* The Question: Should political action committees operate under the same contribution limits (both giving and receiving) as party and legislative caucus committees? Take the poll and then explain your answer in comments, please.
* Gov. Pat Quinn signed a bill to protect debtors yesterday…
The governor, who signed the legislation at an event in Chicago, said debt collectors have become so aggressive in some parts of Illinois that they commonly use taxpayer-financed courts, sheriff’s deputies and county jails to squeeze poor people who fall behind on small payments.
The law will make it harder to jail people who miss court dates or are found in contempt of court as they struggle with unpaid debts – a practice that got worse, some say, during the recession.
* Attorney General Lisa Madigan pushed for the bill and issued a press release applauding the signature…
The attorney general sought the measure after learning that residents in roughly a third of Illinois’ counties commonly face incarceration when they fail to appear in court over a previously entered judgment to pay a debt. In many of these cases, notices of court hearings were mailed to addresses that were no longer valid, leaving many debtors unaware of the hearings. In spite of the failure to notify the debtors, courts have frequently issued warrants for their arrests.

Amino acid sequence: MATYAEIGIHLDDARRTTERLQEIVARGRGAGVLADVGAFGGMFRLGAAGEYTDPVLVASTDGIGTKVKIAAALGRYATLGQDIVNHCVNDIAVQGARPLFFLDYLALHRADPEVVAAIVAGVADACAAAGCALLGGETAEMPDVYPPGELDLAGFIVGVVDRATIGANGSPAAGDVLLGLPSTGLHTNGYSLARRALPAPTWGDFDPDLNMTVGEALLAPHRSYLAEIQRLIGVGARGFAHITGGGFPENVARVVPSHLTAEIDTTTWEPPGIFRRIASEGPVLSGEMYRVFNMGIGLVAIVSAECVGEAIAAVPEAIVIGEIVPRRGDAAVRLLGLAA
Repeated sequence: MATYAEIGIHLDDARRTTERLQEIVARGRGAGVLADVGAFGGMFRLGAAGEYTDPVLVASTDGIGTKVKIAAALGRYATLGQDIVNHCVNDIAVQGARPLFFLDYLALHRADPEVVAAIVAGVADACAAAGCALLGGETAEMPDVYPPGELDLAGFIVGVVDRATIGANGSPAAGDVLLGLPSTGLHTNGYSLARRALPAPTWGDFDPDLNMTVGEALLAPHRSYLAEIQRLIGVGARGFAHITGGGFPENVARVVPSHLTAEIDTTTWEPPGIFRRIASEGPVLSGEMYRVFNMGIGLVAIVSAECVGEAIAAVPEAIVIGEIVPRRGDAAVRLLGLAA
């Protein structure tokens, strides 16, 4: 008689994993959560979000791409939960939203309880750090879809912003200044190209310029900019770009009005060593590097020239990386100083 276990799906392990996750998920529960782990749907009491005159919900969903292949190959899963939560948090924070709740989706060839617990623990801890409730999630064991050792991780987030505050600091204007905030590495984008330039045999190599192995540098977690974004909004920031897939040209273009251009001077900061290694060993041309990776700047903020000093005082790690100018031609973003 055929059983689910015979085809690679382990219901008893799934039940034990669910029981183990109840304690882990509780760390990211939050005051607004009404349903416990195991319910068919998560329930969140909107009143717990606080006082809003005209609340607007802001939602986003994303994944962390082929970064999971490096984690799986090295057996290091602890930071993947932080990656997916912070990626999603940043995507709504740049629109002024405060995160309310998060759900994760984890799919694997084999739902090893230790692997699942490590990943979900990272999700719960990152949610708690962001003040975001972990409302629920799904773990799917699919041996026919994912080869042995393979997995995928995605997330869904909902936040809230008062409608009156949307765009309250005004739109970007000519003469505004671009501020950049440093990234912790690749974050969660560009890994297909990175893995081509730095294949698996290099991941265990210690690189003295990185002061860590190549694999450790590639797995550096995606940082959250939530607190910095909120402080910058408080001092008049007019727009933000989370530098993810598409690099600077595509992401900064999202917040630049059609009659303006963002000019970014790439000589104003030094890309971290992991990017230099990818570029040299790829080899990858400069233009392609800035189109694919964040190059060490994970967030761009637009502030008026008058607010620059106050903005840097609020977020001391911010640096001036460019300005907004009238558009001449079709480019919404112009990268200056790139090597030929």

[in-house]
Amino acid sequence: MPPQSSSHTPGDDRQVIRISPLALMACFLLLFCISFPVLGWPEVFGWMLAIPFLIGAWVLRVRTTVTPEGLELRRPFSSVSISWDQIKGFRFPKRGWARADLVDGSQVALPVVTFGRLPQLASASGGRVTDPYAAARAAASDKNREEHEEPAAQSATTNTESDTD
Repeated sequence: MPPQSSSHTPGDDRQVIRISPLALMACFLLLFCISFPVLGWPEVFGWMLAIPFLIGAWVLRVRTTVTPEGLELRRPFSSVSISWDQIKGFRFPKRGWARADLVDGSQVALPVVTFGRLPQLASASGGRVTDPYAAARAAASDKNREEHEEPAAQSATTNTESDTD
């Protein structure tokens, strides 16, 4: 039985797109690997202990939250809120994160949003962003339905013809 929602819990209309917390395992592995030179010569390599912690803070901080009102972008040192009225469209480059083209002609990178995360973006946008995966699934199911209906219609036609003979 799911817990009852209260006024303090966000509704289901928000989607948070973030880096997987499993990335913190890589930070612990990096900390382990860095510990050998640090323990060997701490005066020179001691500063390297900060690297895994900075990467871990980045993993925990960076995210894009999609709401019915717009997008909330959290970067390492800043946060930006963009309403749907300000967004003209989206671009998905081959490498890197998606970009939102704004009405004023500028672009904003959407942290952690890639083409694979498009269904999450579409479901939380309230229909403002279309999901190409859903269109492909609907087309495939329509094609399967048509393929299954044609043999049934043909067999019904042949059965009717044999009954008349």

Compounding the problem, according to the attorney general’s office, is that many victims of these practices are living solely on income that is legally protected from being used to pay outstanding judgment debts, including Social Security, unemployment insurance or veterans’ benefits.